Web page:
Along with bullfighting, cockfighting is legal and quite traditional in Mexico. An independent tourism website offers this defense against the charge of cruelty: "some contend that, given the cramped quarters, debeaking, growth hormones, and production-line slaughter that are part of the commercial poultry industry, game chickens have the better life and that opposition by anyone who eats meat is hypocritical."
In fact a once-common toast, "Let us Live like Fighting Cocks," acknowledged the superior care they receved.
Cockfighting is a tradition in Virginia dating back to the time of George Washington and Thomas Jefferson, though there is no clear evidence that they were great fans.
After searching the indexes of the 39-volume The Writings of George Washington, John C. Fitzpatrick, ed. (Washington, D.C.: U.S. Government Printing Office, 1931 - 1944) and the Diaries of George Washington, John C. Fitzpatrick, ed., vol. 1 (Boston: Published for the Mount Vernon Ladies' Association by Houghton Mifflin Company, 1925), Mount Vernon Ladies' Association Research Assistant John P. Riley found only one reference to George Washington witnessing a cockfight.
In a May 5, 1989 letter to Ms. Nita Hemeter of New Orleans, Louisiana of Jefferson SPCA, he says:
As a 19-year old young man in January 1752, [George Washington] was in Yorktown where "A Great Main of [co]cks fought ... [be]tween Glouster and York for 5 pistoles each battle and 100 ye odd I left it with Colo. [John] Lewis before it was decided ..." Whether Washington wagered on any of the fights we don't know.
By numerous references in his diaries and letters to foxhunting, card playing and attending the theater, we know that these were some of Washington's favorite amusements. The lone reference to cock-fighting in his voluminous writings and the absence of documentation of any cockpit at Mount Vernon leads me to believe that it was not an entertainment in which he participated in any great fashion.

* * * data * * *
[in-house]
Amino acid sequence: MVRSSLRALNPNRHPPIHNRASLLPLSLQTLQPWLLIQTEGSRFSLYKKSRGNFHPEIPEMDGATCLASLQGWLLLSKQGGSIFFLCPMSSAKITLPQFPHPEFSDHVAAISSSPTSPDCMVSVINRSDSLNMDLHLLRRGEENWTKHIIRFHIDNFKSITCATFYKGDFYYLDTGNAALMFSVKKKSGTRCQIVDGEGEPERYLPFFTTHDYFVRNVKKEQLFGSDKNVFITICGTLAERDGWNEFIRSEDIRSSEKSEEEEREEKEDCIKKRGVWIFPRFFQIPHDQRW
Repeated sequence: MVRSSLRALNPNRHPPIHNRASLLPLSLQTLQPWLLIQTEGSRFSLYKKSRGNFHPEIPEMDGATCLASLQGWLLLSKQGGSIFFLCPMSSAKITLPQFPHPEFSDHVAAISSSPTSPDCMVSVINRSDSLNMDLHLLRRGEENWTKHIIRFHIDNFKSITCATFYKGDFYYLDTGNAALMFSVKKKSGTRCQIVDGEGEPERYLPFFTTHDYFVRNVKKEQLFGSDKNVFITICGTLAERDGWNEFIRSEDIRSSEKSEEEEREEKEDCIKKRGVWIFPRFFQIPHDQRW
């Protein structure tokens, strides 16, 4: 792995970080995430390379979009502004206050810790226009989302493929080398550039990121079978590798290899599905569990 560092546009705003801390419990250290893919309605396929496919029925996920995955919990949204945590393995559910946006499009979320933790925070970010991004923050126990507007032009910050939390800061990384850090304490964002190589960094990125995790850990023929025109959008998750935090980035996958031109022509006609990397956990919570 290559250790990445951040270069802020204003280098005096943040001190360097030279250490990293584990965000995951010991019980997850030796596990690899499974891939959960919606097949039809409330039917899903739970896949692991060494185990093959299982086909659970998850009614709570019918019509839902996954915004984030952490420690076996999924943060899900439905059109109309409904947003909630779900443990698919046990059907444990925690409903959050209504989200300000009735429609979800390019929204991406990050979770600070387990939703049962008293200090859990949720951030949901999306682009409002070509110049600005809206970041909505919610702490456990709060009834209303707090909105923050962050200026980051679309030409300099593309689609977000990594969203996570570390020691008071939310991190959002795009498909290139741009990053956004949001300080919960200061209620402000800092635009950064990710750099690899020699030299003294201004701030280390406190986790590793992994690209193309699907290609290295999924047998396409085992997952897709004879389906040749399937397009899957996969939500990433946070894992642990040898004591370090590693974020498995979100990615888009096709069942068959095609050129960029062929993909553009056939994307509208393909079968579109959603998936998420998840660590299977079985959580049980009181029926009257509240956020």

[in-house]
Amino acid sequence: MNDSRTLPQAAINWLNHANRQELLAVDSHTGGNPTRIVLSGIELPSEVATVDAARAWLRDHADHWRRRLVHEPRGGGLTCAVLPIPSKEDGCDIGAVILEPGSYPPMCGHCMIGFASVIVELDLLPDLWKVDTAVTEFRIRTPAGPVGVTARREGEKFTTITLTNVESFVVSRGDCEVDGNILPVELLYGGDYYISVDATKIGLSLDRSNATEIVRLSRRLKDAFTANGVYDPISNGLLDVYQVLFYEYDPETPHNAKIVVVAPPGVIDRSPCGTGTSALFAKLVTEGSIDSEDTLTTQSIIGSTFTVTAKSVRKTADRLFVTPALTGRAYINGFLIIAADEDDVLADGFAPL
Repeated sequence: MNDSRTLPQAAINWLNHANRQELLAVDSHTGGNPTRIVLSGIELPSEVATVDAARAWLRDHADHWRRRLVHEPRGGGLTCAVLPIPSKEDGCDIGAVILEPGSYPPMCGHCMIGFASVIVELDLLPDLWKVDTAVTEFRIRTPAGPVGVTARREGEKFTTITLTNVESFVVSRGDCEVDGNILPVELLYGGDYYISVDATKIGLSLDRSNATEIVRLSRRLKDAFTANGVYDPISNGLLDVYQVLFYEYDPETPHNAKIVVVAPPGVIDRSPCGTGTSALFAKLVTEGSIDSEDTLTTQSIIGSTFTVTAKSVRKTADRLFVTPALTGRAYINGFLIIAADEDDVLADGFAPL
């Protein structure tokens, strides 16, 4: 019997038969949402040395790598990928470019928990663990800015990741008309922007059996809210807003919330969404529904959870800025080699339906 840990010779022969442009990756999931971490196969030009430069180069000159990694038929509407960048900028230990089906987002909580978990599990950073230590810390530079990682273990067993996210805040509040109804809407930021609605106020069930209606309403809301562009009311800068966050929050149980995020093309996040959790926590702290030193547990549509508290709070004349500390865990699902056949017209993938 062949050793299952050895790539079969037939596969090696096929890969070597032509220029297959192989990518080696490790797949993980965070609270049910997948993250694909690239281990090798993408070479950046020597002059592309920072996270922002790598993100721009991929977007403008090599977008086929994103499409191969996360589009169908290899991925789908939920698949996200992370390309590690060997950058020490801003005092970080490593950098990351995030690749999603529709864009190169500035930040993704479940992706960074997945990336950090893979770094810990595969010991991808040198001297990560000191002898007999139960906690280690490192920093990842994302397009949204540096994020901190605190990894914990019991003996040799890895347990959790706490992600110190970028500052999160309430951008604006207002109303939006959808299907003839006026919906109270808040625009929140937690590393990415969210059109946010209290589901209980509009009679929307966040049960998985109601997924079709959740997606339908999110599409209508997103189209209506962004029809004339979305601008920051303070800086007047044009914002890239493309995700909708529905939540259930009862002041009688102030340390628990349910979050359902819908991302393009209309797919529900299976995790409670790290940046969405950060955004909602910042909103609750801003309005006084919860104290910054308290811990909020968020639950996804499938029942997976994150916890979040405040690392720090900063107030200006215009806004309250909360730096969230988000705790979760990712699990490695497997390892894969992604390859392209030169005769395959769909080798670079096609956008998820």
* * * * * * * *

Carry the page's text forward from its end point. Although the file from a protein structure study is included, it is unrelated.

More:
Philander D. Chase, Editor in Chief of The Papers of George Washington at the University of Virginia has assisted us in our researches. On January 31, 2003, he emailed to tell us:
[Senior Associate Editor] Frank Grizzard just found another mention of cock fighting in our Colonial Series, volume 7, page 42. Washington wrote Van Swearingen on 15 May 1761 from Robert Stogdon's house, which was located between Shepherdtown and present-day Martinsburg, WV:
'At the Cock fight on Saturday last I promis'd to be at a Wedding at Mendenhall's Mill Yesterday, which together with an Affair that I had to settle on Bullskin (that detain'd me a day longer there than I expected) prevented my taking Shepherds Town and your House on my Way.'
One of our notes to the document says that Van Swearingen (1719-1788) who lived at Shepherdstown was Berkeley County sheriff at this time.
In a May 8, 1989 letter to Nita Hemeter, Lucia C. Stanton, Director of Research for the Thomas Jefferson Memorial Foundation states:
Over the years we have had a number of queries about [Thomas] Jefferson's connection with cockfighting and our answer has always been that we have found nothing in the documentary record to indicate that Jefferson either attended cockfights or raised fighting cocks. His interest in raising poultry seems to have been exclusively culinary.
Although it is always much harder to disprove something than to prove it, I am reasonably confident that if Jefferson had had any interest in cockfighting I would have run across it in my twenty years of working with the Jefferson archive. Our former Director spent over thirty years studying Jefferson and found nothing either.
There is a cockfighting pit at Montpelier, we learn in a January 31, 2003 telephone conversation with Lee Langston-Harrison, the Curator of James Madison's estate. But it's from the twentieth century:
Mrs Marion DuPont Scott [legendary owner of the estate and noted horsewoman] had one built. The archaeologists have never found a cock-pit from Madison's time, and they have really been looking for all kinds of things -- I'm pretty confident that if there was one they would have found it. There's no record or evidence that I've come across that Mr. Madison participated in or observed cock-fighting, but it is entirely possible--I know that it was quite popular in the area in his day. In fact, the little hill just behind the mansion is known as Chicken Mountain, and it's a local tradition that the name came from retired fighting roosters living out their days there.